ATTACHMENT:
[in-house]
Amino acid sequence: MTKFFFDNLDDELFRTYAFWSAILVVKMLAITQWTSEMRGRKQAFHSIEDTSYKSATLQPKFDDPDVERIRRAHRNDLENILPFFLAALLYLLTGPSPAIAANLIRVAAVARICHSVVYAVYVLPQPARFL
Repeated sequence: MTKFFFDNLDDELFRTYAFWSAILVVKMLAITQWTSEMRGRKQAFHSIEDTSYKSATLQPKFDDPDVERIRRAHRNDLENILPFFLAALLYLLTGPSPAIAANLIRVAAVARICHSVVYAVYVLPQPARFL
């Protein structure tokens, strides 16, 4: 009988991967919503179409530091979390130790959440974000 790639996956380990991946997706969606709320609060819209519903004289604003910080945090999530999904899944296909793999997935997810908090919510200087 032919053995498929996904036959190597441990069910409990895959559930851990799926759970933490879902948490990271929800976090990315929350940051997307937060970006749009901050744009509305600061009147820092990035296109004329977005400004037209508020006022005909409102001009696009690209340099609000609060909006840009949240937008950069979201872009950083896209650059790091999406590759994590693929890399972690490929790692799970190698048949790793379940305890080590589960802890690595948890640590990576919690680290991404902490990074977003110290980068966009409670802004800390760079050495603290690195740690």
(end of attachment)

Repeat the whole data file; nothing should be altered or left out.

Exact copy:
[in-house]
Amino acid sequence: MTKFFFDNLDDELFRTYAFWSAILVVKMLAITQWTSEMRGRKQAFHSIEDTSYKSATLQPKFDDPDVERIRRAHRNDLENILPFFLAALLYLLTGPSPAIAANLIRVAAVARICHSVVYAVYVLPQPARFL
Repeated sequence: MTKFFFDNLDDELFRTYAFWSAILVVKMLAITQWTSEMRGRKQAFHSIEDTSYKSATLQPKFDDPDVERIRRAHRNDLENILPFFLAALLYLLTGPSPAIAANLIRVAAVARICHSVVYAVYVLPQPARFL
């Protein structure tokens, strides 16, 4: 009988991967919503179409530091979390130790959440974000 790639996956380990991946997706969606709320609060819209519903004289604003910080945090999530999904899944296909793999997935997810908090919510200087 032919053995498929996904036959190597441990069910409990895959559930851990799926759970933490879902948490990271929800976090990315929350940051997307937060970006749009901050744009509305600061009147820092990035296109004329977005400004037209508020006022005909409102001009696009690209340099609000609060909006840009949240937008950069979201872009950083896209650059790091999406590759994590693929890399972690490929790692799970190698048949790793379940305890080590589960802890690595948890640590990576919690680290991404902490990074977003110290980068966009409670802004800390760079050495603290690195740690």